The following text was translated from Christian Gerlach, Kalkulierte Morde, pages 884 and following.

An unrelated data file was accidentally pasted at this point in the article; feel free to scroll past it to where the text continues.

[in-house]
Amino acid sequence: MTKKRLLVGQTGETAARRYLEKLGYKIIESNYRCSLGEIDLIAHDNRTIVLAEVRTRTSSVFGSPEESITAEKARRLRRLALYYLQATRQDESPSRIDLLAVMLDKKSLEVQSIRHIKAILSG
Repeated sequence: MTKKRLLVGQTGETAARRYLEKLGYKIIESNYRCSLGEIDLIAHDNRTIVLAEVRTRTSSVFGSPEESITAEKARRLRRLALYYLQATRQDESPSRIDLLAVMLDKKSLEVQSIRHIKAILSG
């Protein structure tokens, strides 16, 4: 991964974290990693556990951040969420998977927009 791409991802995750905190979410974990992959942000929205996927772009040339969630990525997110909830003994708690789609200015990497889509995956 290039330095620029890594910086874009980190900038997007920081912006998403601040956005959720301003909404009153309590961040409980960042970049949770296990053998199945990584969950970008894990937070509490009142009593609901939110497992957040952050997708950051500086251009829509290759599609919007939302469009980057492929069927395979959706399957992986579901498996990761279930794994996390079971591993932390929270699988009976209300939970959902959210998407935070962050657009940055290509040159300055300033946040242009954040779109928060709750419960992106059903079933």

The numerous source notes in the original were left out 9.3 Step II: The “Major Operations” (Spring 1942 to spring 1943) a) Introduction and Functioning of the New Tactic In the first months of the year 1942 it turned out that the Belorussian partisans had not only made it through the winter, contrary to some predictions, but increased their activities despite reduced ranks and focused on new targets. First locally and starting from the east of the country, then ever more powerfully towards the summer they tried to paralyze the collaboration administration as the key instrument of German exploitation of the country and German administrative action. Due to the German defeat before Moscow and the Soviet counterattack, which had brought the Red Army to the north eastern border of Belorussia, the strategic and political position of the partisan movement had considerably improved. The Germans reacted to this development with a new tactic. It was worked out mainly by the regional military leadership in the rear area of Army Group Center, which in this respect also counseled the Army Supreme Command (OKH) and worked in coordination with it. SS and police had little part in this, from what becomes apparent from the sources. This was partially due to a weakness in leadership, because the Higher SS and Police Commander for Central Russia, Bach-Zelewski - later a leading strategist of the fight against the partisans - was absent due to disease between the end of January and the beginning of May 1942. No significant impulses from Einsatzgruppe B can be verified either. The secondary role of SS and police also showed in v. Schenckendorff according them only a certain area to be secured. The Army Supreme Command had in the second half of February required the commander of the rear area of Army Group Center to present a “program for the annihilation of the partisans”, apparently i.a. as a reaction to a memorandum by the Supreme Commander of Army Group Center, von Kluge. The short-term goal was the “Annihilation of the Partisans" until the beginning of the mud period in April, at least in the area of the railroads, main roads and in the Brjansk area. Von Schenkendorff called for measures in two directions: “propagandistic influencing of the Russian population” and “military annihilation of the partisans”. Beside the political measures he declared the bringing in of troops to be necessary - pointing out that in the previous three months units making up three divisions and two SS-brigades had been taken away from him -, furthermore a restructuring of the “leadership organs and troops” for an “offensive conduction of operations” and the allocation of means for offensive fighting (heavy weapons, planes, vehicles). He also called for building up the local order police, the creation of fighting unit made up of collaborators, the continuation of training courses and exchanges of experience, and intensification of the communications network and the fight against those alien to a locality. Von Schenkendorff submitted his suggestions orally to Halder, Wagner and v. Kluge. Due to the efforts of the Department of War Economy and Armament at the Wehrmacht Supreme Command (OKW), the General Quarter Master and the leader of his section for war administration, Schmidt v. Altenstadt, who in connection with this matter repeatedly visited the rear area of Army Group Center in the spring of 1942, the problem was also forwarded to Hitler. The Pilot Operation “Bamberg” The pilot project for offensive “anti-partisan fighting” was the operation “Bamberg” in the